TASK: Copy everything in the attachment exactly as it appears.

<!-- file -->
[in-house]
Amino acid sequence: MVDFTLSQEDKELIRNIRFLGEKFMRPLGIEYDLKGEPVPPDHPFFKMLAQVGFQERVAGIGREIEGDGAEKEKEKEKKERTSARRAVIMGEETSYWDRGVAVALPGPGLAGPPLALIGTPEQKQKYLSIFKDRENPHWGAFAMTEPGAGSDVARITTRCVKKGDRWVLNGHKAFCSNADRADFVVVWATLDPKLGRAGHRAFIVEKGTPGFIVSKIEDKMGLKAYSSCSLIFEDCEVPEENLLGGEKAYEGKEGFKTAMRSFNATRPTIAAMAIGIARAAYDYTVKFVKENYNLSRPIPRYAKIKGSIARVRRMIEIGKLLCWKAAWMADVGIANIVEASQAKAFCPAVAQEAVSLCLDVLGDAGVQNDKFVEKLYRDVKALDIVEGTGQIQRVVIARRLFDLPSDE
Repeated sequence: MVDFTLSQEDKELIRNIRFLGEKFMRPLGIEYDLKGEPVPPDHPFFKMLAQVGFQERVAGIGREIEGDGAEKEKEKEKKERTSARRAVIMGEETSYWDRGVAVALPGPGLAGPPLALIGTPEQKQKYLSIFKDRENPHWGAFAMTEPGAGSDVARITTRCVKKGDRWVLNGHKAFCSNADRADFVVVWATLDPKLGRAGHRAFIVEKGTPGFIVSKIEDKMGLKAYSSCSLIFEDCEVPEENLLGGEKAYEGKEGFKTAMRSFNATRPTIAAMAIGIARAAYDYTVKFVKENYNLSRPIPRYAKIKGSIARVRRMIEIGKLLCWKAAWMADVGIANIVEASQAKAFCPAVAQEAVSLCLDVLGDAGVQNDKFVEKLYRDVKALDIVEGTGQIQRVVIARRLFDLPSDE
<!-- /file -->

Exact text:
[in-house]
Amino acid sequence: MVDFTLSQEDKELIRNIRFLGEKFMRPLGIEYDLKGEPVPPDHPFFKMLAQVGFQERVAGIGREIEGDGAEKEKEKEKKERTSARRAVIMGEETSYWDRGVAVALPGPGLAGPPLALIGTPEQKQKYLSIFKDRENPHWGAFAMTEPGAGSDVARITTRCVKKGDRWVLNGHKAFCSNADRADFVVVWATLDPKLGRAGHRAFIVEKGTPGFIVSKIEDKMGLKAYSSCSLIFEDCEVPEENLLGGEKAYEGKEGFKTAMRSFNATRPTIAAMAIGIARAAYDYTVKFVKENYNLSRPIPRYAKIKGSIARVRRMIEIGKLLCWKAAWMADVGIANIVEASQAKAFCPAVAQEAVSLCLDVLGDAGVQNDKFVEKLYRDVKALDIVEGTGQIQRVVIARRLFDLPSDE
Repeated sequence: MVDFTLSQEDKELIRNIRFLGEKFMRPLGIEYDLKGEPVPPDHPFFKMLAQVGFQERVAGIGREIEGDGAEKEKEKEKKERTSARRAVIMGEETSYWDRGVAVALPGPGLAGPPLALIGTPEQKQKYLSIFKDRENPHWGAFAMTEPGAGSDVARITTRCVKKGDRWVLNGHKAFCSNADRADFVVVWATLDPKLGRAGHRAFIVEKGTPGFIVSKIEDKMGLKAYSSCSLIFEDCEVPEENLLGGEKAYEGKEGFKTAMRSFNATRPTIAAMAIGIARAAYDYTVKFVKENYNLSRPIPRYAKIKGSIARVRRMIEIGKLLCWKAAWMADVGIANIVEASQAKAFCPAVAQEAVSLCLDVLGDAGVQNDKFVEKLYRDVKALDIVEGTGQIQRVVIARRLFDLPSDE